Core Strength Training
Your abdominals, obliques, and deep core muscles such as the transverse abdominis are essential to squats, pull-ups, and almost every other exercise you can name.
Although many of us train abs by doing endless crunches, the primary role of the core is antiextension and antiflexion. So, if you have a loaded barbell on your back, your core must keep you from falling forward or backward and getting crushed.
The overhead squat makes your core work overtime because the weight is over your head, making your center of gravity much higher. Also, because your torso is elongated, the tension in your deep inner-core muscles will be very intense.
Shoulder Stability Training
If you've ever put something heavy over your head, you know how wobbly it can feel. When you're lifting, the last thing you want to feel is unstable.
Including the overhead squat in your program can train your shoulders to function better. To do the exercise properly, you'll have to be able to rotate your shoulders and retract your scapulae. That's not an easy position, even at a light weight.
Always remember that your shoulders need to be above your head without you having to hyperextend your spine or shove your chest forward. If you can train your shoulders to stay in a stacked, tight position when there's weight over your head, they're much more likely to stay injury-free later in life.
Holding a load aloft while you squat requires balance. The weight needs to be perfectly placed above the center of gravity. If you lean too far back on your heels, you risk losing the weight behind you. If, on the other hand, you're on the balls of your feet with your heels in the air, there's a good chance you'll miss the lift forward.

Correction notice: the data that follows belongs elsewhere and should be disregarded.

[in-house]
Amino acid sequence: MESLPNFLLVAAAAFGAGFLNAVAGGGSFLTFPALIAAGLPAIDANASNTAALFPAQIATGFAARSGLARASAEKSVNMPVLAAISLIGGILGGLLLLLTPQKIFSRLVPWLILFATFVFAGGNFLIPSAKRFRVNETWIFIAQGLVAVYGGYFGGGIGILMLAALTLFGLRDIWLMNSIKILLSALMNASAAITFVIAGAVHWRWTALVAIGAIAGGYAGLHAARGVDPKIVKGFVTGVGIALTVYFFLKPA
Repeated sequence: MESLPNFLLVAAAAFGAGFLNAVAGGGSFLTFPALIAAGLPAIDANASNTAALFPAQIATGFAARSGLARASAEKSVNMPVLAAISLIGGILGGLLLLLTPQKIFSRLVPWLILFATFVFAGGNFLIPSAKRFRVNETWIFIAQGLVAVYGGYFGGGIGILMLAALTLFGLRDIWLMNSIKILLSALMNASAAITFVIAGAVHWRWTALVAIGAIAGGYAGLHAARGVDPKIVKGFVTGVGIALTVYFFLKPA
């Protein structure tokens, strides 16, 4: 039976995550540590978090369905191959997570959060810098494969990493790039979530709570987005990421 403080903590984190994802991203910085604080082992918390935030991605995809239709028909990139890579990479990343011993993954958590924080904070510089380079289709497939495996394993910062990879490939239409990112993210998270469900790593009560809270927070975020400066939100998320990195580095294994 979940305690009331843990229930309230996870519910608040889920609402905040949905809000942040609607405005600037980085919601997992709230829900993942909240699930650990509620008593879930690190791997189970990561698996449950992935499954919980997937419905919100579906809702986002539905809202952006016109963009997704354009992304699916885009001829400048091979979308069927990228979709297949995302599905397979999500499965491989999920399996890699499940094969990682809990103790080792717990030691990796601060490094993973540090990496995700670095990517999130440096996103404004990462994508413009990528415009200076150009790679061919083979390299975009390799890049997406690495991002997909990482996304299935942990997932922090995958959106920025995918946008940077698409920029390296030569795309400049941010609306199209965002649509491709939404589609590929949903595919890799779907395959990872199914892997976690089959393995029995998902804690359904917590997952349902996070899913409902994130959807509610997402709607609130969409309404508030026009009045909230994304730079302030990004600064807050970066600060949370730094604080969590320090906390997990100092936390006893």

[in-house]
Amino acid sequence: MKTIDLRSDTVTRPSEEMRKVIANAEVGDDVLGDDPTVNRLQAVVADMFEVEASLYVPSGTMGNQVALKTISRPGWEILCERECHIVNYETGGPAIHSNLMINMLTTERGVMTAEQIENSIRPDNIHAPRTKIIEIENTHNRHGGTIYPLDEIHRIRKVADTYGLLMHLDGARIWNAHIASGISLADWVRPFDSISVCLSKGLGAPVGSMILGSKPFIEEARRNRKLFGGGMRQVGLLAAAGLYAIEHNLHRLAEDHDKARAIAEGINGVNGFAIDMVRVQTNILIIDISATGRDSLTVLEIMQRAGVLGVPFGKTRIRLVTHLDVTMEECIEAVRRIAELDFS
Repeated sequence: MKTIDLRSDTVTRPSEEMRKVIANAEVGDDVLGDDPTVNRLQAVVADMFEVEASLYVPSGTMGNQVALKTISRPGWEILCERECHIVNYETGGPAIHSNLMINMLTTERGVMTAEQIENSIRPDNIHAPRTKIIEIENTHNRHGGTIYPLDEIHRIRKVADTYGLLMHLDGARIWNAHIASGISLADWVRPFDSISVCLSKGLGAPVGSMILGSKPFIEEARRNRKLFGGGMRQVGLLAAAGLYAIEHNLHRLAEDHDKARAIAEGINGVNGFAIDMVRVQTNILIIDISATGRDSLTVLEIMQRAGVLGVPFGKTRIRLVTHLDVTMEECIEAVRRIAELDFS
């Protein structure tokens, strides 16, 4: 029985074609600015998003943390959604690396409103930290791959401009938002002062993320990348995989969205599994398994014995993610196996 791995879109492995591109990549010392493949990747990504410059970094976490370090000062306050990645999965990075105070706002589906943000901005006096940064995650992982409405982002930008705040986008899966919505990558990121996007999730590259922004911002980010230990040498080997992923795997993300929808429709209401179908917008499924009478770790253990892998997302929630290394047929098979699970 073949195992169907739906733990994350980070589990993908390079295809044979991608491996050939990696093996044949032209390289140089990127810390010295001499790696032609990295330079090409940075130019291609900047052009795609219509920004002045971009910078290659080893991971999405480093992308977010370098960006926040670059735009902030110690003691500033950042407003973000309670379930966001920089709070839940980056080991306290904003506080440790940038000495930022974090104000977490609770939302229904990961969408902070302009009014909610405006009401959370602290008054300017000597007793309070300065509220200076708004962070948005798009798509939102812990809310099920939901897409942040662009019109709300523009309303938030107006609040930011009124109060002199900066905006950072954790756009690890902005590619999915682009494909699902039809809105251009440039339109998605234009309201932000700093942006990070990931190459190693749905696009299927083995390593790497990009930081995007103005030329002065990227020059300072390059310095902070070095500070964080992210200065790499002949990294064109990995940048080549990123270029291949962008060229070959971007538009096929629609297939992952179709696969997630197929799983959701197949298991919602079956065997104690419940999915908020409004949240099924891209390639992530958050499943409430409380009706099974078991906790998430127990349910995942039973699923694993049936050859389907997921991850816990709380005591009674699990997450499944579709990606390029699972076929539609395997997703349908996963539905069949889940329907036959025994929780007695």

Learning how to balance is a really good life skill. So, even if you aren't going to be doing an overhead squat in "real life," having the body awareness to recognize when you're off balance and in a compromised position will help you.
A Note of Caution
The overhead squat is a really difficult movement to do correctly. To do it wrong is to do yourself a disservice. So, before you get under a loaded barbell, do this drill.
To start, stand with your back against a wall and your feet about 6 to 10 inches forward. Put your hands over your head with your shoulders against the wall. Keep your hands over your head and your shoulders against the wall as you squat down. If you need to, grab a hand towel and stretch it out between your hands.
If you can do this without your shoulders coming off the wall or your knees collapsing in, then you can try doing it without the wall for support. With only your body to rely on, you'll have to trust your core to keep you upright.
Grasp the towel over your head and squat down. Your heels should be on the ground; your butt should be back; and your shoulders and upper back should be straight up and down, not flexed forward. Your knees should be pushed out and your glutes should be activated.
Sit in this position. Move your knees in and out. Play with your grip on the towel. Notice how your body feels. If you can maintain an upright torso with your shoulders rotated and retracted, your heels on the ground, your knees pushed out, and your lower spine in a neutral position, then try the lift with a barbell. The barbell may actually make the lift feel easier because the weight will help you balance.
If you get good at doing the overhead squat with a loaded barbell, it's time to challenge your mobility. Move your hands closer together so your wrists, elbows, and shoulders are stacked on top of each other. This might be a more difficult position for you at first, but it will end up being much more stable.